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The news-record. (Marshall, Madison Co., N.C.) 1911-current, September 02, 1965, Page PAGE FOUR, Image 4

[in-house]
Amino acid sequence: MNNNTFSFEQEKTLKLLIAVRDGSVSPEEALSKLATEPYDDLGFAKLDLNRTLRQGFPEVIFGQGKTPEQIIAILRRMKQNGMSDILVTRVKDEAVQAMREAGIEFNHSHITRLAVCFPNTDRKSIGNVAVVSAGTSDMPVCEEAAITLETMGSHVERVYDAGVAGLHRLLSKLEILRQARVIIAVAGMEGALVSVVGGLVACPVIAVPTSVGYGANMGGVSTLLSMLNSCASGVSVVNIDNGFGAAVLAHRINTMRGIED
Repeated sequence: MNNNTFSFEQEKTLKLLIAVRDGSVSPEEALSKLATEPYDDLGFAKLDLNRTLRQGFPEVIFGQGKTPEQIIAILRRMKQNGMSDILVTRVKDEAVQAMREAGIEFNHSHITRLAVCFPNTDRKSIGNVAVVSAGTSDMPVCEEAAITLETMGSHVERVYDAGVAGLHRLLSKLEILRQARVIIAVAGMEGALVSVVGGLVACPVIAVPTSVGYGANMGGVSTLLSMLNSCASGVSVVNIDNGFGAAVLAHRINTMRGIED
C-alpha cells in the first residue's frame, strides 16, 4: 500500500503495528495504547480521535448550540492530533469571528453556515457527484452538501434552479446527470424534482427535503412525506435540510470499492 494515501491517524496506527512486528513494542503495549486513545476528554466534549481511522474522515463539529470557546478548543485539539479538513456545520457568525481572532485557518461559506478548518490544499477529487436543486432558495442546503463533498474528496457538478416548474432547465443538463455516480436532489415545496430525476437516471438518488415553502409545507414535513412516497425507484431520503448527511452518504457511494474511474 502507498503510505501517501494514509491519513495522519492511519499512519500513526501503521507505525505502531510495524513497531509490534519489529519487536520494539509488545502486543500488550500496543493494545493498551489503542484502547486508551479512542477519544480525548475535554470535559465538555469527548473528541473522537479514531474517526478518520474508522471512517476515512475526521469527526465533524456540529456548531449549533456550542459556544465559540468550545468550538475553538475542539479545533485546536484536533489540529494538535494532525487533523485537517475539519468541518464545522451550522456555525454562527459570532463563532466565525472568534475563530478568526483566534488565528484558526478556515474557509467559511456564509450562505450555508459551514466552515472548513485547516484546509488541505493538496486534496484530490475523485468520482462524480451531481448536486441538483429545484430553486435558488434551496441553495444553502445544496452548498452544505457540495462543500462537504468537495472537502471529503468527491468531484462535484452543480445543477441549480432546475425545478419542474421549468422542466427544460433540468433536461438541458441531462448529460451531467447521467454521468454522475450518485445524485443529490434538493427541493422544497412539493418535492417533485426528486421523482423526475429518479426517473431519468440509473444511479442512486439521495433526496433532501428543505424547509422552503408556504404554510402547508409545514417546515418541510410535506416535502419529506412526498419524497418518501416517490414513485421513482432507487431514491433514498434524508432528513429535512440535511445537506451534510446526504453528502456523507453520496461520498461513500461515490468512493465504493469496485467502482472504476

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OR D MARSHALL, N. C SJSP1 T Tj I The News - Record Published Weekly At MARSHALL, If. C. NON-PARTISAN IN POLITICS I. L 8T0RT. OUTSIDE MADISON COUNTY It Mentha Om Tear $4X0 Ml Months fSM Throe Month. Airmail 80c Per Weak LaV iaann IMPORTANT ELECTION The election of the ASC Community Committee for Madison County is being held bp mail for the next 10 days. Ballots have been mailed to all eli gible voters and they are to return these ballots SIGNED by September 10. The ballots will be tabu lated at the ASCS Office on September 15. Eligible voters are urged to carefully read all in structions and participate in this important election. Numerous articles have been published and Emory Robinson, chairman, Agricultural Stabiliza tion and Conservation Committee, as well as Ralph Ramsey, ASCS Office Manager, , have done every thing possible to point out the importance of this e lection by mail. y . It is now solely up to YOU. Don't neglect this opportunity. A FUTURE FOR TOMATOES GUEST EDITORIAL . BY HARRY G. County Extension Saturday, August 15, 1964 was a red letter day for many farm families of "Madison County and the adjoining area. This rainy day marked the opening of MATO Packing Co., Inc. It mapkad the end of the planning stage for marketing facilities for tomatoe and other vegetables within the county and the be-, ginning of the actual process of developing the mar ket. - The marketing season was a' month old and many producers had been forced to seek other places to market tomatoes. The production was not good because of severe drought conditions in May, June and July and many tomato farmers who were pro ducing tomatoes for the first time because extwmely discouraged and some quit. Under these conditions MATO Packing Co., had a reasonable successful sea son, packing and selling over 58,000 twenty pound packages of tomatoes and approximately 12,000' of the lower grade in forty pound packages. Farmers throughout the world are noted for be ing able to plan in hope that the next year will Be better than the last. This was the pattern with most tomato producers and they planted a greater crop and tried to do a better job for 1965. The last day of August marked the 38th operating day of MATO Packing Co., in its second season. During this period a total of 133,090 packages of the better grade tomatoes hid been packed and sold. Operation of the packing shed was much smoother than last year and in general the marketing of tomatoes had re ceived wonderful acceptance. Tomatoes have been shipped to Quebec, Canada ; New York, Philadelphia, Pittsburgh, Chicago, Houston, Dallas, New Orleans, Louisville, Jacksonville, Tampa, Miami and almost every major city in Eastern and Southeastern United States. The volume of tomatoes shipped from West ern North Carolina to some of the larger cities has been adequate for the USDA Marketing News Ser vice to give a quotation on North Carolina tomatoes for the first time in such cities as New York, Chicago, Pittsburgh, and Philadelphia. These tomatoes are in competition with tomatoes produced in CaMornia, Michigan, Pennsylvania, Maryland, Not Jersey and other places which have formerly W1? kets. The quality of the Western North Carolina tomato has been good enough tp canse the price, quotations of the North Carohna tomd)J be equal to or greater than that of tomatoes from, any other location. This means that the markefcng success of MATO Packing Co., is also fJL uceefls bv the expansion of the market outlet- im SSta well for Orbit Sates Co.. whicfc seffln all Sel'for MATO .SfS Ky WriiM- ad Vegetable Cooperative &P& Mseon Leunty Irutt and Vegetable Coeratr: her market onSated by Dixon and Tom-A-Toe, McCornuck and ffion anf also shipping Western Nora. Carolina produced tomatoes to some of tYJTf p The future for tomatoes in Western North Can. in?Iurr I- k- i of the oroducers m hi aualtty tomatoes in umBI tomato producers in other of marketing specuu tomatoes are properly tnm and presented on hmkers. The succ mt Marahall, N. a ON RATBS IN MADISON - BUNCOMBB COUNTIES 11 Om Y Stat SILVER, "TV v. area and mtt Eight 00 MHC LIONS TO BEGIN PRACTICE; PROSPECTS GOOD With just a little more than two week to prepare for their opener against Catawba, the Mara Hill College Lions will hit the practice field tomorrow (Sept 8). Read Coach Don Henderson and assistants Ron Bromley and Del Shealy plan to posh about 60 eager candidates through twice-a-day sessions until classes start on Sept. IS, then taper off to one drill per day. Seventeen returning lettermen are expected, giving the squad ex perienced personnel at every poei tion. Henderson said he does fore see problems based oa lack of depth, but he hopes a fine crop of freshmen recruits can fill the gaps. The veterans include Tommy Nix of Marshall, FeMxm Stephens of Weaverville and Montie Vase at ends; big Kees Auer (270) and Jimmy Epps (230) at tackles; co captain Doug Echols, Bill Smith and Harry Briggs of Marshall at guards; Ron Ward at center; Dan ny Shook at quarterback; Jerry Blevins, Johnny McLeod, Roger Whitley and Henry Zion at full backs; co-captain Jim Few, Bill Dyar, Macky McFee and Harry Sprouse at halfbacks. Seveifal experienced transfers from junior ooleges are being counted on for support. A new stadium with a beautiful new turf, 3500 permanent seats, a handsome new scoreboard and oth er facilities is to be sued in a game against Carson-Newman. The full 1966 schedule for the Lions is as follows: Sept. 18 Catawba at Salis bury. Sept. 26 Marion Institute at Marion, Alabama. Oct. 2 Newport Apprentice at Newport News, Virginia. Oct 9 Carson-Newman at Mars Hill, 2:30 (Homecoming) Oct 16 Western Carolina at Mars Hill, 8:00. Oct 23 Emory & Henry, at Emory, Virginia. Oct. 30 OPEN. Nov. 6 Maryville, at Mary ville, Tennessee. Nov. 13 Georgetown at Mars Hill, 2:00. HDAIIfUT REDUCED SJDLAGfi INCOUNfY Drought conditions in practical ly all of the Southeastern part of Madison County has severely re duced the yield of corn silage and corn for grain. During the heavy moisture need period for com there waa a very low soil moisture and the rainfall waa approxima tely half or less the normal a mount. This has resulted in a corn crop which did not develop full sized stalks and did not ear be cause of a shortage of moisture. Pastures in the same area have not shown any appreciable growth in the past month and have been grazed beyond the point of a good management level, states Harry Silver, County Extension Agent. The disaster conditions, caused by the inadequate moisture sup ply of the past month, calls for farmers with livestock to take a close look at their forage situation. One of the things which may be done to assist in meeting the for age needs is for farmers with pastures with a good stand or grass meadows to be topdressed in the very near future, use ferti lizer material high in nitrogen. In the event of normal rainfall for . (Continued on Last Page) Dale Evin Worley, James Larry Flynn Speak Vows Aug. 20 Miss Dale Evin Worley and James Larry Flynn were married Friday, August 20, 1965 at 7:80 at the home of the bridegroom's grandparents, the Rev. and Mrs. Jos WQd, with Mr. Wild officiating. The bride wore a white jersey dress trimmed in blue with match ing accessories. She is the daugh ter of Mr. and Mrs. Evin Worley The bridegroom is the son of Mr. and Mrs. James B. Flynn, of Marshall Rt 5, where the couple will make their home. He is em ployed at Drexel Manufacturing Company at Woodf in. STATEMENT Jamestown Mutual Insurance Company ASSETS y. ... Estate mi hank daooslts Real frw. Agents' balances or uncollected premiums, net 1,304,669.29 Entrance recoverable on lose payments -?27-W Interest, dividends and real estate income due and accrued 96,411.02 All other assets as detailed in statement f 268,644.86 Total admitted Assets I LIABILITIES, SURPLUS AND OTHER FUNDS Losses unpaid 6,569,108JW Loss adjustment expenses unpaid 1,1M,7MW6 Other expenses (excluding taxes, licenses and fees 72,666.66 Taxes, licenses and fees (excluding Federal income taxes) 880,511.99 Unearned premiums Dividends declared and unpaid: (b) Policyholder.. Excess or liability ana compensation statutory ana voiun tmrv rrvM over case basis and kws exnense reserves 682.966.43 All other Liabilities, as detailed Total liabilities Special surplus funds: Unassigned fund (surplus Surplus as regards policyholder. Total - BUSINESS IN NORTH Line of Business Fire Extended coverage - Other allied lines Homeowners multiple peril Commercial multiple peril Inland marine 'Workmen's Compensation Liability other than auto (. i.) Liability other than auto (P. D.) Auto liability (B.I.) Auto liability (P. D.) Auto phys. damage Total President, J. H. Carr Secretary, H. H. Hanson Treasurer, H .H. Hanson Home Office, 110 East 4th Street Jamestown, New York Attorney for service: Edwin' S. Lanier, Commissioner of Insur ance, Raleigh, N. C. I. Krfwin S I jtnipr. Commissioner of Insurance, do hereby certify I ithat the above is a true ana correct . - a Jamestown Mutual Insurance Company, of Jamestown, N. T. filed with this Department, showing the condition of said Company on the 31st day of December, 1964. Witness my hand and official seal, the day and date above written. (Seal) EDWIN S. LANIER, Commissioner of Insurance Fire andor Casualty Abstract This Is The Law JBERT E. LEE Far the N.C Bar Association X mm ,: - CHILDREN Mary Smith, unwed, gives birth to a child. John Jones, a man in her community is generally reputed to be the father of the child. Ia the consent of Mary Smith alone sufficient for the adoption of the child by Mr. and' Mrs. Harry ent of the child's leirallaVe a father. May married parents, who are themselves less thai twenty-one years of age, consent to the adop tion of their child by another? Yes. Minors may release their rights as parents and consent to the adoption of their children by others. Such as action is as fully binding as if the parents had a ttained twenty-one years of age. Must the child to be adopted give his or her consent to the pro posed adoption? The consent of the child to be adopted is required only if the child is twelve years of age or over, or becomes twelve years of age be fore the granting of the final or der of the adoption. Is a new birth certificate pre pared when the name of a chiild has been changed by virtue of an IF IN NEED OF Letterheads Envelopes Statements Visiting Cards Business Cards Promisory Notes Chattel Mortgages ' ' 'SawawawlLawawawawawHHHHS Warranty Deeds State Warranto Land Posters Contact THE NEWS-RECORD Brown at rJl ... fa clrja does iff; -- i.Z5i.l?-5? 1,I7IT1.UU 718,017.60 600.142.08 , 115,906,268.44 oowoo.oo T-r-r jCT in statement , 10,963.77 118,079,979.66 6. ?M -000.00 tjHMtfcW . g.825,288.78 $15,906,868.44 CAROLINA DURING 1964 Direct Premiums Direct Losses Written Incurred - 3,681.16 $ 169.86 lflW.ea 37.81 7,8ot.2 2,889.29 1,406.14 11.00 r 240,048.08 128458-80 8,988.65 16,722.46 171,462.47 134,428.20 71.473.86 w,iv.es 20,701.47 - - 47L270.87 288,768.68 18,564.82 ,ljwp. $632,759.43 NORTH CAROLINA INSURANCE DEPARTMENT, i . a. m x. a. i m A.V abstract or uie statement oi ' ALLANSTA.M' MRS R1RCHARD SHE 1-TON Correspondenit Mr. Edgar Capps, Mr. Charlie Gosnell, Mr. Birchard Shefton and Mr. Leslie, Mr. Grady and Miss Bonnie Gabagan are attending court in Marshall this week. Mr. and Mrs. Jack SheHon spent Sunday with their daughter, Mrs. Robert Rice of Asheville. The Rev. Sellers of the Metho dist Church in Hot Springs visit ed new friends oa Little Laurel last Friday and had supper with Mr. and Mrs. Birchard SheHon -ifltBiaaL1 Thelwd family. IfflWM V Mr. and Mrs. John Chandler or wainu.t visneu ner parents, nr. and Mrs. T. E. Trimble last Sun- day. Mrs. Agnes Gaynes and da ugh- ter of Alexandra, Va., and Mrs. Alice Renner of Cedar Creek, Tenn., visited their cousins, Mr. Edgar Payne and Mr. Clarence Payne and their uncle, Mr. Bir chard Shelton last Friday. We are glad to report that Mrs. Alice Hunycutt of Walnut return ed home from Mission Hospital and is slowly recuperating. We hope for her a speedy recovery. Mr. and Mrs. Bueford Shelton and Mr. and Mrs. Larry Vinson of Asheville visited homefolks on Laurel last Sunuday afternoon. ALL PURPOSE 3-INONEOIL Oils Everything Prevents Rust REGULAR - OIL SPRAY ELECTRIC MOTOR adoption proceeding? are residents of North Carolina, Yes. When the adoptive parents the city and county of residence of the adoptive parents are shown on the new birth certificate as the place of birth of the adopted child. May adults, who are married to each other, formally adopt another adult person as their own child? No. In North Carolin tile person to be adopted must be less than twenty-one years old. May a husband and wife who are white adopt as their child a minor who is a Negro? Yes. There is no provision in the adoption law of North Carolina which prohibits the adoption of a child who to of a race different from that of the child. The new birth certificate for the adopted child will show the race of the adoptive parents as the race of the child. Will an adoption proceeding of another state , he recognized in North Carolina t Yes. The courts of North Caro lina will deal with the parties to the adoption the same as if the ad the adoption the same as if the ad- , , 1 1 , - A - - - - LAJ S , opaon oocrot daq own rrmwrw in Mrs. Rebecca Henderson Is Dead At Age Of 104 Tour Is Open For HD Members; NBC-TV Program . art.---, i'- .('.ik The United Nations Study Tour for Roma Demonstration Club Members will again bo conducted by Bullock Tours from October 4 through 9. This tour is open to Hom Demonstration Club Mem ben throuhout the State of North Carolina. Tht cost of the tomr is $82.00 per person, three to a room. This does not include, meals. Ap plications and money should be in by September 11. If you are interested, please notify the Rome Agent's Office immediately. On the evening of September 7, NBC-TV will present a 3 hour program on "An American White Paperl American Foreign Policy 1954 through 1965", so plan to watch this very educational pro gram. Grapevine H. D. Club Met Aug. 27 The Grapevine Home Demon stration Club met August 27, at 7:30 p. m., in the Club House for its monthly meeting. Mrs. J. D. GoanMi, president, presided. Mrs. Gosnell called the meeting to order and was in charge of devotions. Mrs. Barbara Bruce led the group in singing. Little miss Beverly Bruce sang a solo. The aroun led bv the Drasidsnt bowed in silent tribute, in sad, Vt loving memory of Miea Myrtle Peek Morgan, a member of our club, who has gone to be with Jesus. Myrtle waa to have been co-hostess with Barbara at this meeting. Barbara baked and' ser ved her favorite cake in loving member of our dear friend. Our hearts were sad in our' great loss. Mrs. Allan Silver called the roll, and read minutes of previous meeting. Our secretary, Mrs. Hazel Proff itt, being absent The cook-out for both the HD and 4-H clubs, was planned since we were having the club together. This event wfil be Sept. 1&, at the club house. All members, their families and any guest they want to invito are expected to attend. The meeting was then . turned Wer to Mrs. Wallin, our leaaer. Her discussion was, "Have You made your will?" If you haven't yon should! She also pointed, out the improtance of making a will, 1 also the trouble we could avoid if we did have a will. Our president then read a re cipe submitted by Mrs. Bill Silver, Tomato Soup this ' being the height of the tomato season we thouught all homemakers would be interested in making and1 canning this delicious soup for the long winter ahead. If you are interest ed, Mrs. Wallin or any club mem ber would be glad to share the recipe. Our meeting was dis missed by all repeating A Collect for Club Women. Our hostess assisted by her daughter, Beverly, served delicious refreshments, car rying out green and white color scheme. Our next meeting wil be the 3rd Friday, at 7:30 p. m., in the club house. All members are urged ROOFING & SIDING STORM DOORS & WINDOWS REMODELING FREE ESTIMATES Financing Up To Seven Years Nothing Down 6 Months Before First Payment ASHEVILLE HOME IMPROVEMENT COMPANY 106 North Lexington Avenue Asheville, N. C. Send Coupon Below for Free Information ASHEVILLE HOME 106 North Lexington Asheville, N. C. Name Street or RFD Xown. , Mrs. Rebecca R. Henderson, of Walnut, died Tuesday morning, August SI, 1965 in a Haywood County rest horns following a long illness. She waa 104. Mrs. Henderson was the widow of Allen Henderson aad was a daughter of the late John and Mar garet Henderson Rector. She had been active until about four-and-a-half yean ago. Bar bobbies consisted of peieing qui Ha and sew ing for friends and neighbors. She was a native of Madison County and was known by her friends as "Aunt Becky" and "Granny" Hen derson. She was born in the Rec tor settlement of Marshall and was a charter member of the Wal nut Presbyterian Church. Surviving are three daughters, Mrs. Sallie Honeycutt, and Mrs. R. V. Ramsey, both of Walnut and Mrs. R. A. Runion of Spartanburg, S. C; two sons, Robert B. of Wal- I nut and Dr. J. Bates Henderson of Berea, Ky.; 19 grandchildren, 47 BatTandclliJdren, 60 great- great-grandchiMren and one great- great-great-granocniw. Funeral services were held Thursday at 2 p. m. in the Walnut Presbyterian Church. The Rev. Dan Force officiated and burial was in the family ceme tery at Walnut. Pallbearers were Gordon and Kenneth Tread way. Leamon and Houston Davis, Fleet Reeves and Bobby Johnson. Bowman Funeral Home was in charge of arrangements. Singing At Hopewell Sat i The regular first Saturday night Gospel Singing will be held at the Hopewell Baptist Church this Sat day night, Sept 4, beginning at 7:30 o'cockv AH singers and listeners are in vited to come and make this one of the beet singings yet. We are expecting several good singers, so don't miss it. L. J. Brown will be in charge. Revivial To Start Sept. 12 At Laurel Fork A Revival will begin Laurel Fork Freewill at the Baptist Church on Sunday, Sept 12. Rev. G. Y. Burgin, the pastor, will be assisted by the Rev. R. C. Stock ton of Old Fort, one of the out standing ministers of the Freewill Baptist Association. A special in vitation is extended to all neigh boring churches and the public. Services will begin at 7:30. to attend, welcome. Visitors are always CO. 1